If the Federal Reserve pulls off a soft landing, it’s a party
Party like it’s 1994? Rather than 1999, the year made famous by Prince’s purple reign, 1994 is remembered as the time when the Federal Reserve actually performed the rarest of economic feats: a soft landing, reducing inflation without collapse into a recession.
The Fed did so by resolutely tightening policy, starting with an unexpected 25 basis point increase in the fed funds rate. It then imposed a series of stronger-than-expected 50 basis point hikes, culminating in a 75 basis point move, doubling the policy rate in just over a year. (A basis point is equal to 1/100th of a percentage point.) This brought inflation down to below 3% without a recession, setting the stage for the dot-com boom that capped the end of the century.
The economy’s soft landing has not been smooth sailing, however, including turmoil in the mortgage-backed securities market; the bankruptcy of Orange County, California, which bet upside down on interest rate derivatives; and the Mexican peso crisis, which prompted a US bailout. During this century, however, the Fed has tightened cautiously, raising the funds rate in “measured” steps 17 times in 2004-06; maintain zero rates until the end of 2015, well after the end of the 2008-09 financial crisis; and now by lifting rates from zero and ending massive securities purchases, well after the economy has recovered from the 2020 Covid crisis and with inflation at its highest level in four decades.
It appeared that the Fed would continue this pattern, based on actions and projections at its policy meeting on March 15-16. Its median estimate of the summary of economic projections at the end of 2022 for the policy rate was 1.9%, with a ceiling at 2.8% at the end of 2023 and 2024, slightly above the Fed estimate of a neutral rate of 2.4%. This slight tightening was supposed to reduce inflation sharply to 2% by the end of 2023, without an increase in unemployment and economic growth to almost 2%.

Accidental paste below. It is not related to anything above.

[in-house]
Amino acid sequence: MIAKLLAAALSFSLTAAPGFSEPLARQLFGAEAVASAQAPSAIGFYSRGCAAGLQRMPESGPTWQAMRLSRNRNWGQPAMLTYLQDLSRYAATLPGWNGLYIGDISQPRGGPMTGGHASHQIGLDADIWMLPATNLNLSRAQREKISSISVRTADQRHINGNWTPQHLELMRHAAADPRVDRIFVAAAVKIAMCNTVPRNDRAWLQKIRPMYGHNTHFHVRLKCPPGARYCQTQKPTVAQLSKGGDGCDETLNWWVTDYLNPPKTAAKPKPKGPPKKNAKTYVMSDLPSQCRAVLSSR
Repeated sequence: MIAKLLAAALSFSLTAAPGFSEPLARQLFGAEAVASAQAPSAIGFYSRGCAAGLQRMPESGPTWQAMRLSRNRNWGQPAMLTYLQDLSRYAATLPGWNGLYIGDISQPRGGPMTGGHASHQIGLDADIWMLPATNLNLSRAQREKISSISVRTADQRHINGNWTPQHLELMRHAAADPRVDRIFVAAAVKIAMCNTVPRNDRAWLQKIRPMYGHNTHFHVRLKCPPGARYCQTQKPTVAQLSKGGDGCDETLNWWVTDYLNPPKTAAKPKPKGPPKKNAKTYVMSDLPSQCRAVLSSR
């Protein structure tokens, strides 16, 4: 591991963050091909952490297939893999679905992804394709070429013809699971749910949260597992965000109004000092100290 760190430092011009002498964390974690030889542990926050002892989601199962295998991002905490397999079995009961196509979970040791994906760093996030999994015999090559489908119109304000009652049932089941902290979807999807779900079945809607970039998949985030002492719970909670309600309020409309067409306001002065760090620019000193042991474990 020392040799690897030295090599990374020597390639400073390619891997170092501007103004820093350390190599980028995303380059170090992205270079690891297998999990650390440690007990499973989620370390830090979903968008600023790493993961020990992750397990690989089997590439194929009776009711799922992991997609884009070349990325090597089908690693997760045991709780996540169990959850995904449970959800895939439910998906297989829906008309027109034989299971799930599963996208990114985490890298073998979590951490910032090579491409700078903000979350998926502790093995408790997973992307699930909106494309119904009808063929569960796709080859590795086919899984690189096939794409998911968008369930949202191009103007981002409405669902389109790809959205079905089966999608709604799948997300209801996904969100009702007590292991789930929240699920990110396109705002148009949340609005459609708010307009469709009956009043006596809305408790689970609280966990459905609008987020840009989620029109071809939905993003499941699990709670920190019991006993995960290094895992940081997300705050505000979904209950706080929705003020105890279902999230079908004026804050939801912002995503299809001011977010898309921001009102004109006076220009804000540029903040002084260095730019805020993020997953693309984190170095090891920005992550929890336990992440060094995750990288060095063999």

The implausibility of this benign result was denounced here last week. Afterwards, a parade of Fed speakers suggested that deeper rate hikes of 50 basis points are possible if the data supports them. Wall Street Fed watchers then outdid themselves to raise their rate forecasts, with Citigroup chief economist Andrew Hollenhorst predicting moves of 50 basis points in May, June and July on Friday.
Markets reacted accordingly, with fed funds futures on Friday in a target range of 2.50% to 2.75% by the end of the year and a mid-2023 peak of 3 .00% to 3.25%. Treasury yields jumped 34 basis points for two- and 10-year bonds, with the latter briefly above 2.50%. Still, major stock indexes posted their second straight weekly gain, led by the Nasdaq Composite. It rose 1.98% in the past week, for a 10.32% two-week advance, while the
added 1.79%, leaving the benchmark just 5.29% below its January 3 high.
Indeed, the stock market has had “everything but the kitchen sink” over the past month, Evercore ISI’s Friday daily missive said, with the war in Ukraine and soaring oil prices looming. adding to rising interest rates. Instead of 1999, maybe we’re celebrating like 2007, when the former Citi CEO said he still danced while the music was playing.
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Write to Randall W. Forsyth at [email protected]